Methods of Doing Good Works
- 1 Man is at the centre of doing good and abandoning evil
- 2 Methods of Ledgers of Merits and Demerits
- 3 The Ledger of Merits and Demerits should have concrete detailed rules in order to be easy to practice. For example
- 4 The quantification of merits is very concrete, so is that of demerits
- 5 To use the Ledger of Merit and Demerit is still based on one's own initiative
- 6 Daoist priests should observe Daoist commandments, and they should set higher moral demands on themselves than on lay believers
Man is at the centre of doing good and abandoning evil
It is possible for one not to do good works although one knows what is good. Knowledge and practice can be either united or divided. We say a person has real knowledge and actual practice and is really virtuous only if he both knows what is good and practices it. So what is called Accumulation of Hidden Merits in Daoism is a continuous process of practice. The cultivation of virtues depends chiefly on practice. To gradually understand the true essence of the norms of doing good works, and become a morally noble person through Accumulation of Hidden Merits by putting moral norms into practice requires that:
Firstly, one should often exhort and examine oneself
One can only cultivate one's virtues all by oneself, and no one else can take one's place. It is determined by one's own consciousness whether to cultivate virtues or not. One cannot cultivate virtues if one is not conscious and depends on the earnest exhortations of others. Even if he cultivates virtues occasionally, he cannot persevere and cannot avoid giving up halfway when encountering difficulties and obstacles. The Daoist priests of successive generations are respected for their great aspiration, firm belief in Dao, and sustained observance of commandments. The eminent Daoist priest Sima Chengzhen of the Tang dynasty enjoys high prestige and was of noble character. The emperor appointed him to high official positions, but regarding wealth and rank as floating clouds, he firmly declined and returned to the mountain. Another Daoist priest, Lu Cangyong, had formerly lived in seclusion to cultivate Dao. Having made a name for himself, he came out to be an official by imperial order. When he saw Chengzhen going back to the mountain, he pointed to Mt. Zhongnan near the capital, and said, "here is a nice place. Why go so far as Mt Tiantai?" Sima Chengzhen answered tauntingly, "It is nothing but a shortcut to high office in my eyes." Later generations have summarized the proverb "the shortcut of Mt Zhongnan" to ridicule the actions of having no firm will and expecting to take a shortcut and get good. Lu Cangyong left a butt and lesson for he gave up halfway. Cultivation of virtues must stand the test of time, as well as outside disturbance and enticement. What counts is that one must often warn and exhort oneself to do good works, evade evil right after seeing it, and right every wrong immediately.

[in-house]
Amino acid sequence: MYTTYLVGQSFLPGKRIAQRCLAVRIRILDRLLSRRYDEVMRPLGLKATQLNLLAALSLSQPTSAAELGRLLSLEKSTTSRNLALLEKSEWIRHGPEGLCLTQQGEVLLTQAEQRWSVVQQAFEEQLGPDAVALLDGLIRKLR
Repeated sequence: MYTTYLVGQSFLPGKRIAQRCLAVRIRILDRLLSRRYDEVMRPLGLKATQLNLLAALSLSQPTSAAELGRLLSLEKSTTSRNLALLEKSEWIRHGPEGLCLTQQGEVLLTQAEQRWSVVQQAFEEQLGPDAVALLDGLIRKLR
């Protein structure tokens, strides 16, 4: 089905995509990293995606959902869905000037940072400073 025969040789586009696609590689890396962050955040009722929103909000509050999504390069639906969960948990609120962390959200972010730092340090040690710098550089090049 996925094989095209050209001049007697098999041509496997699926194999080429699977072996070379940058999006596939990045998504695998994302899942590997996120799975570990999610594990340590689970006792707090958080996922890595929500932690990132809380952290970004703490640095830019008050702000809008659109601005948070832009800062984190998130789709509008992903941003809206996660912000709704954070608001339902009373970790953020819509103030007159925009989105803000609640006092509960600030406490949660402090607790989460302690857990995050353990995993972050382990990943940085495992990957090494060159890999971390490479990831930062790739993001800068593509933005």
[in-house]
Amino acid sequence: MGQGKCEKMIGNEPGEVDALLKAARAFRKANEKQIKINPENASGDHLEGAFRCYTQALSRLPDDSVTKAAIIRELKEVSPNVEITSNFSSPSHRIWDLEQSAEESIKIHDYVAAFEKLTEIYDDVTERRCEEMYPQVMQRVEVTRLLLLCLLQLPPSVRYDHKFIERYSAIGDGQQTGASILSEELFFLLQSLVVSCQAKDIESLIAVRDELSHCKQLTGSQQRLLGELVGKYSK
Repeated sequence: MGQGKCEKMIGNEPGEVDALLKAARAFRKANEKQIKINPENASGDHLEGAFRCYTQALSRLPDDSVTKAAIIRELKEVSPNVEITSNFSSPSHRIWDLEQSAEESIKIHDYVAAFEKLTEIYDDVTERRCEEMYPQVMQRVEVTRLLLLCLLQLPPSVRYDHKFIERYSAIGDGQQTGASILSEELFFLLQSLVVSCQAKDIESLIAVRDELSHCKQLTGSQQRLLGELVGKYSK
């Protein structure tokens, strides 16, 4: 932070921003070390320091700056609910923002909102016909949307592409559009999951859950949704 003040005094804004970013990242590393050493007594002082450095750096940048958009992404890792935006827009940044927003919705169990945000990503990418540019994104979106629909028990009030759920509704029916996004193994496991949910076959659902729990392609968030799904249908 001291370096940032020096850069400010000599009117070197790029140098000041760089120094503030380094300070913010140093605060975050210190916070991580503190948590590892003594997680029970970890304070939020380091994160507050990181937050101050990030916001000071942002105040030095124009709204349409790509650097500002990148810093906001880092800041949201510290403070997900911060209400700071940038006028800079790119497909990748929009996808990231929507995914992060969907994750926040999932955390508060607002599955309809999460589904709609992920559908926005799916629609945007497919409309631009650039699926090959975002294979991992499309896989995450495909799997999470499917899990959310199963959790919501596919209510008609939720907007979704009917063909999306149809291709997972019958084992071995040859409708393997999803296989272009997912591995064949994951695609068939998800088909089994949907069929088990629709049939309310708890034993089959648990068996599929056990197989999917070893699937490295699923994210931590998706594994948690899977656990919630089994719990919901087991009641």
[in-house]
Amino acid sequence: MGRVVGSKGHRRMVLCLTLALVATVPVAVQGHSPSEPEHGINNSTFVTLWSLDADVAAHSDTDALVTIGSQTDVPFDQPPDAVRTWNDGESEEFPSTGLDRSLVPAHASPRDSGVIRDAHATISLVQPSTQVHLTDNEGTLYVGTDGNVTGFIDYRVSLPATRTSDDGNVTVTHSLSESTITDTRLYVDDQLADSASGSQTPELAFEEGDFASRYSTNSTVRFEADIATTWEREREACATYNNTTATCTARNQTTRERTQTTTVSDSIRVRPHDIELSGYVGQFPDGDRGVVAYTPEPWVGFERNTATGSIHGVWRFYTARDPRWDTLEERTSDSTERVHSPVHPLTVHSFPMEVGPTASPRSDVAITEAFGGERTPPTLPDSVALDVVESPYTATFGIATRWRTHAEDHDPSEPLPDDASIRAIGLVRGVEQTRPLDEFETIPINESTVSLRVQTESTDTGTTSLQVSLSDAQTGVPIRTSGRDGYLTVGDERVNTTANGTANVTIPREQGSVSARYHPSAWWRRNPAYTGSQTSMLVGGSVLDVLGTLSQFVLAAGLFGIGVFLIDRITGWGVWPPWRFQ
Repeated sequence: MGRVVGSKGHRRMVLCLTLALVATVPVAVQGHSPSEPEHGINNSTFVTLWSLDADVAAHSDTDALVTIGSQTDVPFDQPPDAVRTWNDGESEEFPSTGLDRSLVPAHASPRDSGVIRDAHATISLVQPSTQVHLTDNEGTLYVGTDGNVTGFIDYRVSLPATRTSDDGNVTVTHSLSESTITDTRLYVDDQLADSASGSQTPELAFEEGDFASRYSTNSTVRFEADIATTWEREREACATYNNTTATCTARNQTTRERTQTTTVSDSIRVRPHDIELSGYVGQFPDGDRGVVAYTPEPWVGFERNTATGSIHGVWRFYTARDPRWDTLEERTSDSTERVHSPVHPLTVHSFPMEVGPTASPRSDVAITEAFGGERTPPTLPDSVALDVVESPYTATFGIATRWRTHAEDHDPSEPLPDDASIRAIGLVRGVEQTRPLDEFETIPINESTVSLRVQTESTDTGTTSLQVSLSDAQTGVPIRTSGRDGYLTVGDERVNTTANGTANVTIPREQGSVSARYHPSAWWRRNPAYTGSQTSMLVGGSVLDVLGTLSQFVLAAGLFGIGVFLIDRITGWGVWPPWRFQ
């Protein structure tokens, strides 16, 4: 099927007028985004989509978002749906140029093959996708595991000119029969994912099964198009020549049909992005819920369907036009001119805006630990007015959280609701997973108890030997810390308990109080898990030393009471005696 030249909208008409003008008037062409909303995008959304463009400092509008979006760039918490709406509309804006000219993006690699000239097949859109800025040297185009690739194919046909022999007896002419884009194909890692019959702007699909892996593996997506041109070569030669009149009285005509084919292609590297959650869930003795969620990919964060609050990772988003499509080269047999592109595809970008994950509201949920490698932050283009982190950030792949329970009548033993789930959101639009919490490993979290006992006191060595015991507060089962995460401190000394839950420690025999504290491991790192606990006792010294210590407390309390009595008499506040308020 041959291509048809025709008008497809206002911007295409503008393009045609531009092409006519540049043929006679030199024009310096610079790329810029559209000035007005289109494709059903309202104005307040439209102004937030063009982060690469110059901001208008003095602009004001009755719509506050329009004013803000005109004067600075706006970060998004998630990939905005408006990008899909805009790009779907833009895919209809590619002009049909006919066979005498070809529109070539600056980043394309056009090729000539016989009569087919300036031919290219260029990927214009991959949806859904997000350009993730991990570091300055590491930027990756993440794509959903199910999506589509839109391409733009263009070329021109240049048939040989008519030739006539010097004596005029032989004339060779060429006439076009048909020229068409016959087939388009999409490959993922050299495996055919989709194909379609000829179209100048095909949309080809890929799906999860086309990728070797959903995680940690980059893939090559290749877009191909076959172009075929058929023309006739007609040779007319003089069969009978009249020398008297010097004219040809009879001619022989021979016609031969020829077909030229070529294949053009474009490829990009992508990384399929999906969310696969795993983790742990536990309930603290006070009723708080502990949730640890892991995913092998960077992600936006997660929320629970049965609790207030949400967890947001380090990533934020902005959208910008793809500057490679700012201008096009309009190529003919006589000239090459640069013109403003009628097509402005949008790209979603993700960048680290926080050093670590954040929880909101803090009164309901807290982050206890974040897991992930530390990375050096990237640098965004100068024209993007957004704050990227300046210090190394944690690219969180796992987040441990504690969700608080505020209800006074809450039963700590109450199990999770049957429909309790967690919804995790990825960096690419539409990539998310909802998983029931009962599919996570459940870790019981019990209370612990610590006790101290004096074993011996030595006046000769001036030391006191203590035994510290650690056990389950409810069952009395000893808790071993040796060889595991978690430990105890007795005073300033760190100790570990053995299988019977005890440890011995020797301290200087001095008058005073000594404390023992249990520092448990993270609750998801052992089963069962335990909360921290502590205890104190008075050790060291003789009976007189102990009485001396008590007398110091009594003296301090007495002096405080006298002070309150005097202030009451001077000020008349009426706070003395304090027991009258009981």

Secondly, one should reduce one's selfish ideas and desires
We have mentioned that Lu Cangyong did not keep to Dao till the end. This is because he had selfish ideas and the motive of pursuing high position and great wealth. Maybe he was not like this at the very beginning, but once he became famous, he changed his original intention. All the good deeds mentioned previously require one to give without compensation. If one does good works with selfish motives, one is only able to do so temporarily, but can never persist. Laozi's saying "To reduce selfish ideas and desires" is the principal guideline for the Accumulation of Hidden Merits. If a person always proceeds from the consideration of himself and regards himself as the center, he will not be kind to human beings and all things, and he will even be apathetic to the sufferings of his compatriots, so how can he talk about helping others in an emergency? How will he engage himself in philanthropy for humans, especially for the impoverished? To take oneself as the center of consideration in modern society is always manifested in the pursuit of material benefits for one's own ease and comfort. When one is entangled with material desires for a long time, one cannot realize one's errors and mend one's ways, and one goes farther and farther away from simple virtues. Therefore, to reduce desires seems especially important for modern people.
Thirdly, one should find a specific way to help with the cultivation of moral character
This method quantifies both merits and demerits so that everyone can judge from his own conduct whether he has more merits or more demerits, and can correct his errors when he becomes aware of them. After repeated practice, researches and improvement, the successive generations of lofty Daoist masters have composed a variety of Ledgers of Merits and Demerits ( 功過格 Gongguoge ). They include the use of quantification and provide people with effective means of cultivation the moral character.
Methods of Ledgers of Merits and Demerits